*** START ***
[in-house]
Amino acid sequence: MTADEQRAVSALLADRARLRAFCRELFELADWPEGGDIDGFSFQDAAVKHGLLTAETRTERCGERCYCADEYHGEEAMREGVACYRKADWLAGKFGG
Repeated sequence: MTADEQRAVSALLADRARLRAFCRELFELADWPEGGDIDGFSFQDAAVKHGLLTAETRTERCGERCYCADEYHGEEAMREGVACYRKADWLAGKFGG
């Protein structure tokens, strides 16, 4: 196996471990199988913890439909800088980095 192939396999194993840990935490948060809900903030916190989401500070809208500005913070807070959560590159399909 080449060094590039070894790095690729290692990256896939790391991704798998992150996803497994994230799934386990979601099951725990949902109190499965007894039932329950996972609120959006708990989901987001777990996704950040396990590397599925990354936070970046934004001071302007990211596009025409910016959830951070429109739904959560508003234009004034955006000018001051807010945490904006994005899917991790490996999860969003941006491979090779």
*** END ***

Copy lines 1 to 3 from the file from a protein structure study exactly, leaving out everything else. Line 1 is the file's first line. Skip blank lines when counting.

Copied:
[in-house]
Amino acid sequence: MTADEQRAVSALLADRARLRAFCRELFELADWPEGGDIDGFSFQDAAVKHGLLTAETRTERCGERCYCADEYHGEEAMREGVACYRKADWLAGKFGG
Repeated sequence: MTADEQRAVSALLADRARLRAFCRELFELADWPEGGDIDGFSFQDAAVKHGLLTAETRTERCGERCYCADEYHGEEAMREGVACYRKADWLAGKFGG